1. Evidence from experiments in conscious, instrumented dogs shows that hypertension from renal artery stenosis is due to: (i) the stimulus, the mechanical resistance of the stenosis; and (ii) the secondary responses to this, especially angiotensin II (initially) and cardiovascular hypertrophy. 2. The hydraulic resistance of the stenosis is responsible for about 20–25% of the rise in blood pressure. 3. Angiotensin II is initially the most important secondary response to the stenosis. Within days, however, other as yet undetermined factors become dominant in the maintenance of the hypertension. The most important of these factors is probably cardiovascular hypertrophy. 4. These secondary factors are homeostatic, in that they mitigate the effects of stenosis on renal function.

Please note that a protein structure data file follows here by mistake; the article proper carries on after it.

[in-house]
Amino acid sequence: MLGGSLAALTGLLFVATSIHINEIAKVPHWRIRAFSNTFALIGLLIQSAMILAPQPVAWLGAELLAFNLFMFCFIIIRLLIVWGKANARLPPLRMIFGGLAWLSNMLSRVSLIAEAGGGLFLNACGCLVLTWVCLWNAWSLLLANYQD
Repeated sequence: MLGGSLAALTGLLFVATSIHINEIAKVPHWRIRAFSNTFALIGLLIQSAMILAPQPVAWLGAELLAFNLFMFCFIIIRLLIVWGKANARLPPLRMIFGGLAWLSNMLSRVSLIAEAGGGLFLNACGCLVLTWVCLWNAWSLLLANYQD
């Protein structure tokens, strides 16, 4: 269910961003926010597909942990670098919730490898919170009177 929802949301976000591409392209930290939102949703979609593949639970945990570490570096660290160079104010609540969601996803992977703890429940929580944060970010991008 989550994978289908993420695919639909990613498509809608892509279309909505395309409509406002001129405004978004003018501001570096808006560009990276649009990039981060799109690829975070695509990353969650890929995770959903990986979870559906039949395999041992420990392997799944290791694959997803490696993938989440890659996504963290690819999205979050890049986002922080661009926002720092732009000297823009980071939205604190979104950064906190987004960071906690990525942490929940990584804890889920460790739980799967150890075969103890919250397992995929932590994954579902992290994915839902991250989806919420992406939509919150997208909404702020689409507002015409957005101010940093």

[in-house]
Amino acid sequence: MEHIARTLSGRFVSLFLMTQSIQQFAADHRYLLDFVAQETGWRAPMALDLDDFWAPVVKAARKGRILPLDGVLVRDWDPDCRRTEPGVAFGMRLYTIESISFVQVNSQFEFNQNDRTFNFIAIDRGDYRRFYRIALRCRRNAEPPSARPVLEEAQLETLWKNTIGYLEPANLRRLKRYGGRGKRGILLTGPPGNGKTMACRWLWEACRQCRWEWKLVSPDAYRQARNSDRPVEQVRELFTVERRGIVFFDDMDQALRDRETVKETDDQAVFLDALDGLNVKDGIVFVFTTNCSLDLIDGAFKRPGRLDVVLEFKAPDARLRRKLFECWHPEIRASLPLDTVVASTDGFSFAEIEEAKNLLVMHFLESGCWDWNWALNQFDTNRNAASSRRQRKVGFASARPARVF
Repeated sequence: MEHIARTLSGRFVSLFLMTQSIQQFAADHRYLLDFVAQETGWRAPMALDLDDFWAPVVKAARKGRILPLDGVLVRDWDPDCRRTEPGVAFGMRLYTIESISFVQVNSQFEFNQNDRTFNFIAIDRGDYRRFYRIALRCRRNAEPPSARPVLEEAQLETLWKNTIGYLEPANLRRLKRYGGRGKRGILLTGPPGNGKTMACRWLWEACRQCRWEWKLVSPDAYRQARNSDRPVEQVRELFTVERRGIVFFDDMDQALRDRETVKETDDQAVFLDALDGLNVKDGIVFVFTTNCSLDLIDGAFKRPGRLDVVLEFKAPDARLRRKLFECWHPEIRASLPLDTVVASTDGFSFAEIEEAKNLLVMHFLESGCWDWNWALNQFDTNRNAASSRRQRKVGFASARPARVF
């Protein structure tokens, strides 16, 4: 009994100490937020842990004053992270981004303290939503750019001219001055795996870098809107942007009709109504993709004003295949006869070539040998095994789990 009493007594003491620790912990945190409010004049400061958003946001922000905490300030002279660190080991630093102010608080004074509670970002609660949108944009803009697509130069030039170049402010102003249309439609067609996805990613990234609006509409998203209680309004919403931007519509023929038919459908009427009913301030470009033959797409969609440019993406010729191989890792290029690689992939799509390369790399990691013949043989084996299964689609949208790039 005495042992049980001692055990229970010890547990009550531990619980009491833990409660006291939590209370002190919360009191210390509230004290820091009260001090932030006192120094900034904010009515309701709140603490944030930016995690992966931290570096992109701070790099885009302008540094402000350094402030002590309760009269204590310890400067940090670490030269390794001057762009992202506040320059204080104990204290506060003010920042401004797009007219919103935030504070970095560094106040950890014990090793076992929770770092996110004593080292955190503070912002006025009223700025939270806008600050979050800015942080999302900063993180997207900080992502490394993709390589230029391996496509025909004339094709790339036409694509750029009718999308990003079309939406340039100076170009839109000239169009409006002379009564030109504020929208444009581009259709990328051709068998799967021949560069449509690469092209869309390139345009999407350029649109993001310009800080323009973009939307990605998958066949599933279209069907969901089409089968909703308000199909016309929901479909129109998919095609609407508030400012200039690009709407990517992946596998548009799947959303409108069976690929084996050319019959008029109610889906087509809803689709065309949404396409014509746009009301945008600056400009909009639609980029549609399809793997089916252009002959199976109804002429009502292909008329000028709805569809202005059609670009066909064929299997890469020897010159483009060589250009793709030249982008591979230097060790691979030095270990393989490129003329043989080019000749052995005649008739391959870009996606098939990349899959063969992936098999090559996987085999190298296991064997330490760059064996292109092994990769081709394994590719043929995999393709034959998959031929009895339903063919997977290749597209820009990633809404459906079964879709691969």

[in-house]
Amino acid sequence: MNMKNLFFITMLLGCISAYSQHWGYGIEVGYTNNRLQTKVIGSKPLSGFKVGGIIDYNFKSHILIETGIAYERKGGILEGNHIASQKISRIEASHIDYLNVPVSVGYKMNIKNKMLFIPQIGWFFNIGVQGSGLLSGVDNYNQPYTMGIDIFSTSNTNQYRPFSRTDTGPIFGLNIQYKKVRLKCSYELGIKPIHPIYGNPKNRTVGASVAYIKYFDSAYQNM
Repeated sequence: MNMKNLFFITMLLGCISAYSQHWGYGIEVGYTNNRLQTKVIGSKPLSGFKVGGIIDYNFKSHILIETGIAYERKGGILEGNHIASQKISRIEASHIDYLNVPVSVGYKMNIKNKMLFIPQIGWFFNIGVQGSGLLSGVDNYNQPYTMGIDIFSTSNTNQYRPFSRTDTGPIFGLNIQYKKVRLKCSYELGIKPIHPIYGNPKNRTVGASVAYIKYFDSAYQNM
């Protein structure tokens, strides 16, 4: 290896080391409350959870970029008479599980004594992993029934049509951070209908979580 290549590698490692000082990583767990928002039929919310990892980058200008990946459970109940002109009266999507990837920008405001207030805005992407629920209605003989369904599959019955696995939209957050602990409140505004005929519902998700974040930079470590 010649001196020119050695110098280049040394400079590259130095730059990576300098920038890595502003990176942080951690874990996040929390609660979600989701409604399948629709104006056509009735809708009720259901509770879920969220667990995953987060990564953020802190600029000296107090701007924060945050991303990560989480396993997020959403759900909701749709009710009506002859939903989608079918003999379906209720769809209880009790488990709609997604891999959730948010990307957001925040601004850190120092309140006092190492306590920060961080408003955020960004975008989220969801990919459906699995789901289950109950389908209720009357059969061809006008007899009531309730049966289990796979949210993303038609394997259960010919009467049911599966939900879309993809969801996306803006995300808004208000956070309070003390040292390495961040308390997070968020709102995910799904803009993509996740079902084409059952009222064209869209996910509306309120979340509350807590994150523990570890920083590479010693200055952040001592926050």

|Number of pages||4|
|Journal||Clinical and Experimental Pharmacology and Physiology|
|Publication status||Published - 1991|
- cardiovascular hypertrophy
- Goldblatt hypertension
- renal blood flow
- renal hypertension